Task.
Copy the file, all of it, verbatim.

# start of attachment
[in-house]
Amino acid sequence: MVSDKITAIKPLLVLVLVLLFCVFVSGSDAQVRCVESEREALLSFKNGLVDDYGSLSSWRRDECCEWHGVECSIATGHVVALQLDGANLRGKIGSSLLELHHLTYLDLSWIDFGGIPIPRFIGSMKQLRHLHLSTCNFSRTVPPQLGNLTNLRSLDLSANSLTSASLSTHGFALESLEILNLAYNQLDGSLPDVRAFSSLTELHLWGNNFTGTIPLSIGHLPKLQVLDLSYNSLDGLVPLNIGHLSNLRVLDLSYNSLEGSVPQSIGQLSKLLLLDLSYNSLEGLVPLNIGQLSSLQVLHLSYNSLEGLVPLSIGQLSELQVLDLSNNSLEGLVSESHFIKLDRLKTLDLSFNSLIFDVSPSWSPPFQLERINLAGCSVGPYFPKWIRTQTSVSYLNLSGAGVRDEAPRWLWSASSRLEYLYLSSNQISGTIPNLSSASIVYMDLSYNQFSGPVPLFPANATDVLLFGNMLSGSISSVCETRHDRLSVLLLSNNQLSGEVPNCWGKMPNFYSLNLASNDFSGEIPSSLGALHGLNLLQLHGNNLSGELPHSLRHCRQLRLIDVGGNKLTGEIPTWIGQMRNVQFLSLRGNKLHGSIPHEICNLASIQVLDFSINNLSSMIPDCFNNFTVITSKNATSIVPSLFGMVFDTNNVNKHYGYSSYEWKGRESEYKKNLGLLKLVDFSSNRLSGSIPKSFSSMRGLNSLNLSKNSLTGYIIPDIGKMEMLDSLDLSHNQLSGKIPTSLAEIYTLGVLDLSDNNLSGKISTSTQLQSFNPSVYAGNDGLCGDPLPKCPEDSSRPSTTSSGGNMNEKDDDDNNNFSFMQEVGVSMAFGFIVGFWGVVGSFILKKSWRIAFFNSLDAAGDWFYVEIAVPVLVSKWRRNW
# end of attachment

[in-house]
Amino acid sequence: MVSDKITAIKPLLVLVLVLLFCVFVSGSDAQVRCVESEREALLSFKNGLVDDYGSLSSWRRDECCEWHGVECSIATGHVVALQLDGANLRGKIGSSLLELHHLTYLDLSWIDFGGIPIPRFIGSMKQLRHLHLSTCNFSRTVPPQLGNLTNLRSLDLSANSLTSASLSTHGFALESLEILNLAYNQLDGSLPDVRAFSSLTELHLWGNNFTGTIPLSIGHLPKLQVLDLSYNSLDGLVPLNIGHLSNLRVLDLSYNSLEGSVPQSIGQLSKLLLLDLSYNSLEGLVPLNIGQLSSLQVLHLSYNSLEGLVPLSIGQLSELQVLDLSNNSLEGLVSESHFIKLDRLKTLDLSFNSLIFDVSPSWSPPFQLERINLAGCSVGPYFPKWIRTQTSVSYLNLSGAGVRDEAPRWLWSASSRLEYLYLSSNQISGTIPNLSSASIVYMDLSYNQFSGPVPLFPANATDVLLFGNMLSGSISSVCETRHDRLSVLLLSNNQLSGEVPNCWGKMPNFYSLNLASNDFSGEIPSSLGALHGLNLLQLHGNNLSGELPHSLRHCRQLRLIDVGGNKLTGEIPTWIGQMRNVQFLSLRGNKLHGSIPHEICNLASIQVLDFSINNLSSMIPDCFNNFTVITSKNATSIVPSLFGMVFDTNNVNKHYGYSSYEWKGRESEYKKNLGLLKLVDFSSNRLSGSIPKSFSSMRGLNSLNLSKNSLTGYIIPDIGKMEMLDSLDLSHNQLSGKIPTSLAEIYTLGVLDLSDNNLSGKISTSTQLQSFNPSVYAGNDGLCGDPLPKCPEDSSRPSTTSSGGNMNEKDDDDNNNFSFMQEVGVSMAFGFIVGFWGVVGSFILKKSWRIAFFNSLDAAGDWFYVEIAVPVLVSKWRRNW